"If there is no agreement there is no announcement," said one government official, adding that if the panel was to speak out multiple times during the campaign that in itself could be seen as election interference.

Public servants are the ones in charge of this because during elections, the government runs in a "caretaker mode," where ministerial decision-making is limited.

The panel and relevant players have already begun running test scenarios to go through what it might be like when the campaign is on. Once the election is underway the panel will talk regularly with the intent of speaking out as quickly as possible if needed, given the nature of the news cycle during what will be a limited window of pre-vote time.

What information will they have access to?

National security agencies including the Communications Security Establishment (CSE), Global Affairs Canada, CSIS, and the RCMP will be providing the panel with regular briefings on "emerging national security developments and potential threats to the integrity of the election."

If the head of one of these agencies becomes aware of interference in the 2019 federal election, they will talk to their agency counterparts and "consider all options to effectively address the interference."

And, according to the cabinet directive, "barring any overriding national security/public security reasons," they will inform the affected party, whether that is a political party, a candidate, or Elections Canada, directly.

So far, according to one government official "at this time we haven’t seen direct threats to the 2019 general election," but CSIS is seeing "hostile foreign actors taking steps to position themselves to clandestinely influence, promote, or discredit certain messages, candidates, or groups," so election interference attempts are likely.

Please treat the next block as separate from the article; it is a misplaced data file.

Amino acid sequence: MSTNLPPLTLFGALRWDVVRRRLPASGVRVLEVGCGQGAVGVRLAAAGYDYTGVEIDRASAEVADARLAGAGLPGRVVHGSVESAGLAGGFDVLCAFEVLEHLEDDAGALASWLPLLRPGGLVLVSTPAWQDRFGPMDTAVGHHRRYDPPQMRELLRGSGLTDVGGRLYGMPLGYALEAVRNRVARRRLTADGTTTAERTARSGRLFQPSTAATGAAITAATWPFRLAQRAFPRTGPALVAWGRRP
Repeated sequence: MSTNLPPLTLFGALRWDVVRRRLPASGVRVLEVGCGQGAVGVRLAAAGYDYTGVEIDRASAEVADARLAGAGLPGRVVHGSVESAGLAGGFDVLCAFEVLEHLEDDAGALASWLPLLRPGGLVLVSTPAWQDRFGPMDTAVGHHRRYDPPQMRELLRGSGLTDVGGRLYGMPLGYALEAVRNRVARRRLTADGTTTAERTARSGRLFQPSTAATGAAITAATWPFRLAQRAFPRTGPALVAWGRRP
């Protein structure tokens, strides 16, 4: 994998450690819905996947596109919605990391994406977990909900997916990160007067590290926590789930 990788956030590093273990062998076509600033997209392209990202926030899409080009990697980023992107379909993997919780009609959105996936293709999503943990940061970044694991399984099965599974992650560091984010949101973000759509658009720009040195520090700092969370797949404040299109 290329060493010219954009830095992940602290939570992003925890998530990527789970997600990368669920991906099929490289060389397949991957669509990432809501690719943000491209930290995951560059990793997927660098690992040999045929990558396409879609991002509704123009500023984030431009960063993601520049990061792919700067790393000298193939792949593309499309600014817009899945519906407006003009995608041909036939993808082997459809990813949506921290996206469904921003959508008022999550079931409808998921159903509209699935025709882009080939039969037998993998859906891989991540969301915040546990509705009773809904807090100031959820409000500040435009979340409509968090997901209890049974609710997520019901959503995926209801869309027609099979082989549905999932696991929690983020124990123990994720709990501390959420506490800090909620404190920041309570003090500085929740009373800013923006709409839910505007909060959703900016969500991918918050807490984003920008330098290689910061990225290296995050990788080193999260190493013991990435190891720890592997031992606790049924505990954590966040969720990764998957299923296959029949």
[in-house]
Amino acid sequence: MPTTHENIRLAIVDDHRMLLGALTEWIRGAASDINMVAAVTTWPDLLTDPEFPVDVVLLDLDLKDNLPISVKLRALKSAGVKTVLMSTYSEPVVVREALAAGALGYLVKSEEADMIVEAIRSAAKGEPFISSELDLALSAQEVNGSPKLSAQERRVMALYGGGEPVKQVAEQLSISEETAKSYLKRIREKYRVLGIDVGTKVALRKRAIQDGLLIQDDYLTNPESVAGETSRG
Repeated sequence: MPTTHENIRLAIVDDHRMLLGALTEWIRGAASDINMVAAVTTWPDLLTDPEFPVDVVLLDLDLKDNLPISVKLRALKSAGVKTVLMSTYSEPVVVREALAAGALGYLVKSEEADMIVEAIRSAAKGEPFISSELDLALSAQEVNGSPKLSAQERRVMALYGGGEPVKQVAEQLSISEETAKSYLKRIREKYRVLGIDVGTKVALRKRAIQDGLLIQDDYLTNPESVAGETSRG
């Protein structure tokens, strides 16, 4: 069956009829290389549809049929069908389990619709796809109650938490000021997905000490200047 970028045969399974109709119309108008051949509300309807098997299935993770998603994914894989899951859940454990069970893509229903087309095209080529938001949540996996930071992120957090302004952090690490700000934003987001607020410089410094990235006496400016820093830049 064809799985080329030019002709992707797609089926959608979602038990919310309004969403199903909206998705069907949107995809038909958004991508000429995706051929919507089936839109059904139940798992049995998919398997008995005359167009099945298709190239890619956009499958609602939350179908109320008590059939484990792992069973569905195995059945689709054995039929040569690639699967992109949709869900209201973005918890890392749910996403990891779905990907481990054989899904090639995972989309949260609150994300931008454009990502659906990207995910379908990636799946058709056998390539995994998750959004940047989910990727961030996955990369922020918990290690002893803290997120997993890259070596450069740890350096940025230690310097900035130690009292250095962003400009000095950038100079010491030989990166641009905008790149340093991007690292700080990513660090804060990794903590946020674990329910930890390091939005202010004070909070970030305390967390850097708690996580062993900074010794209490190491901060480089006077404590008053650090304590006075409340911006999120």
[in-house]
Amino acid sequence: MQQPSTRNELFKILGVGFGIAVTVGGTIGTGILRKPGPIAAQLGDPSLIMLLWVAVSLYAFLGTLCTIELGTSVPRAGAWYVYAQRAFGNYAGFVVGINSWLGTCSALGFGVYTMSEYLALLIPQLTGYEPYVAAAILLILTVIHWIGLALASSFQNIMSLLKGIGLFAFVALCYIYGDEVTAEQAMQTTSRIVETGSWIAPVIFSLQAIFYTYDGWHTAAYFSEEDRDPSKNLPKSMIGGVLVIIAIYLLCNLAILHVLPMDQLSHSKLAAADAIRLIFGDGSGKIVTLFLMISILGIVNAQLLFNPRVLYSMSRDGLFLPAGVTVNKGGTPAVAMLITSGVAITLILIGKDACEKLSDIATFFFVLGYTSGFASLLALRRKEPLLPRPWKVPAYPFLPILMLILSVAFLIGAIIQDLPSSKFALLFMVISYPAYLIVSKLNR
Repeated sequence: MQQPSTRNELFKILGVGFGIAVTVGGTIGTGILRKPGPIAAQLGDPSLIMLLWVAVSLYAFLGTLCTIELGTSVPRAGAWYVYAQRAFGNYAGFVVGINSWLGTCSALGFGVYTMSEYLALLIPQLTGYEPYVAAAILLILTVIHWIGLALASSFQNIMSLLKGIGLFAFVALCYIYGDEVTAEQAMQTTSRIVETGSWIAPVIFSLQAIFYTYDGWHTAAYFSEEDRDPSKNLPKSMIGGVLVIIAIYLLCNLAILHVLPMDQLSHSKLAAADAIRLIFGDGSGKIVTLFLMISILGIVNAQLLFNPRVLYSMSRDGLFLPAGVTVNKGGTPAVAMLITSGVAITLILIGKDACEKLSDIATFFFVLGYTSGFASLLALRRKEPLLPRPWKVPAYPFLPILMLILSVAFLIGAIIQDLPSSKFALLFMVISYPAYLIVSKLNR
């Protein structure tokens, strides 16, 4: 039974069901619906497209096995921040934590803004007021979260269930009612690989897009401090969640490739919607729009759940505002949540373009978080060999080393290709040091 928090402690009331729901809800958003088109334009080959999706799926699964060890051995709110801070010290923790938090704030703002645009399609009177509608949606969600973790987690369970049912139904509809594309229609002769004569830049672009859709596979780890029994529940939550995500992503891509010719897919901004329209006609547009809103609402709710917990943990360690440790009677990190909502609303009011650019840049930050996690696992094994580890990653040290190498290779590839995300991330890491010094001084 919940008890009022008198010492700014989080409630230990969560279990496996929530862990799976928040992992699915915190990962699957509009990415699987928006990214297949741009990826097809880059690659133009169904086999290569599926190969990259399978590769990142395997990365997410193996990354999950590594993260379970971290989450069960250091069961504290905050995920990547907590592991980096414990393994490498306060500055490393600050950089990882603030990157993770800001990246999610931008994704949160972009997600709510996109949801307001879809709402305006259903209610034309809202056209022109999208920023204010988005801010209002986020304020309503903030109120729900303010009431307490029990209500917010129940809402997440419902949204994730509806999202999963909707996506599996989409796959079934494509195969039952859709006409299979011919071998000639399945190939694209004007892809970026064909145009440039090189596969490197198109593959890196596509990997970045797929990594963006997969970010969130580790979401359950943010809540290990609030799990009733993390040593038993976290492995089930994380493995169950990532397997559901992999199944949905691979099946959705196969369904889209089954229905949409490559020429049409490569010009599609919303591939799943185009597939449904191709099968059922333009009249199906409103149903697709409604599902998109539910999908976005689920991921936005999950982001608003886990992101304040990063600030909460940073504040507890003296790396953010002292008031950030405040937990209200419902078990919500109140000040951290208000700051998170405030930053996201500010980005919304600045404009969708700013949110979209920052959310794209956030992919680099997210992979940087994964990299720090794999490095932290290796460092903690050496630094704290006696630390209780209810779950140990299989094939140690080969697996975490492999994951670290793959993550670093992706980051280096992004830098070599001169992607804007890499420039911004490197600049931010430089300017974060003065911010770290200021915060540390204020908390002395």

How will this panel decide to go public?

Should an incident or accumulation of incidents of foreign meddling or another interference attempt arise, it will need to meet the threshold of being serious and "disruptive" enough—even if on a regional scale—to have an impact on Canada's ability to hold a free and fair election before this panel takes further steps.

In order to decide to go public the panel has to be confident in the intelligence or information that has led them to conclude that a serious interference attempt has occurred.

The panel is to consider both domestic and foreign actors as interferers, though, the cabinet directive notes that attributing the interference to a specific foreign entity may not be possible, "given that attempts to unduly influence the election may involve misdirection and disinformation. Further, it is possible that foreign actors could be working in collaboration with, or through, domestic actors."